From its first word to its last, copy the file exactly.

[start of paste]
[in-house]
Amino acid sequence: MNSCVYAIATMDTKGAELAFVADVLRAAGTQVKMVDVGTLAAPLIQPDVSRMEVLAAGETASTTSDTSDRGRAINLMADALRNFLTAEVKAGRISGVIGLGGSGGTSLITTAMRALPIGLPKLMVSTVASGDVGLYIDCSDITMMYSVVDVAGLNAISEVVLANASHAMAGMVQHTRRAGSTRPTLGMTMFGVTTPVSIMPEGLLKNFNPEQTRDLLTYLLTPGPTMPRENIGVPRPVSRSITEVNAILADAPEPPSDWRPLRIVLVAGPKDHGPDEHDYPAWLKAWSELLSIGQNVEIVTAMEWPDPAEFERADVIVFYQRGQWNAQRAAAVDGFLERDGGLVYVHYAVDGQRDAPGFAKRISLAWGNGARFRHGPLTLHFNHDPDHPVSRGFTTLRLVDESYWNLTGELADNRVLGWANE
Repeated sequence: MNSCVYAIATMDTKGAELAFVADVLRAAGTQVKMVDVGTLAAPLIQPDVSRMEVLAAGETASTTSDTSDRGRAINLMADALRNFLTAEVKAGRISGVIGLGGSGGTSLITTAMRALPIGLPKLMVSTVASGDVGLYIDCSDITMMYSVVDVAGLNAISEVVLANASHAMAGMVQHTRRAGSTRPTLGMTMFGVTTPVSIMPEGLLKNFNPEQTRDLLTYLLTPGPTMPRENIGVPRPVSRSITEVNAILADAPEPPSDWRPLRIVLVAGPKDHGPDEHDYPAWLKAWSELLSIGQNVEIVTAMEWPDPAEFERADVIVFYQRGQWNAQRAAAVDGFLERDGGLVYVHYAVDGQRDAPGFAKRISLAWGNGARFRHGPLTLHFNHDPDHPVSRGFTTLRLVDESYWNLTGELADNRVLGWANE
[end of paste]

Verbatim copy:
[in-house]
Amino acid sequence: MNSCVYAIATMDTKGAELAFVADVLRAAGTQVKMVDVGTLAAPLIQPDVSRMEVLAAGETASTTSDTSDRGRAINLMADALRNFLTAEVKAGRISGVIGLGGSGGTSLITTAMRALPIGLPKLMVSTVASGDVGLYIDCSDITMMYSVVDVAGLNAISEVVLANASHAMAGMVQHTRRAGSTRPTLGMTMFGVTTPVSIMPEGLLKNFNPEQTRDLLTYLLTPGPTMPRENIGVPRPVSRSITEVNAILADAPEPPSDWRPLRIVLVAGPKDHGPDEHDYPAWLKAWSELLSIGQNVEIVTAMEWPDPAEFERADVIVFYQRGQWNAQRAAAVDGFLERDGGLVYVHYAVDGQRDAPGFAKRISLAWGNGARFRHGPLTLHFNHDPDHPVSRGFTTLRLVDESYWNLTGELADNRVLGWANE
Repeated sequence: MNSCVYAIATMDTKGAELAFVADVLRAAGTQVKMVDVGTLAAPLIQPDVSRMEVLAAGETASTTSDTSDRGRAINLMADALRNFLTAEVKAGRISGVIGLGGSGGTSLITTAMRALPIGLPKLMVSTVASGDVGLYIDCSDITMMYSVVDVAGLNAISEVVLANASHAMAGMVQHTRRAGSTRPTLGMTMFGVTTPVSIMPEGLLKNFNPEQTRDLLTYLLTPGPTMPRENIGVPRPVSRSITEVNAILADAPEPPSDWRPLRIVLVAGPKDHGPDEHDYPAWLKAWSELLSIGQNVEIVTAMEWPDPAEFERADVIVFYQRGQWNAQRAAAVDGFLERDGGLVYVHYAVDGQRDAPGFAKRISLAWGNGARFRHGPLTLHFNHDPDHPVSRGFTTLRLVDESYWNLTGELADNRVLGWANE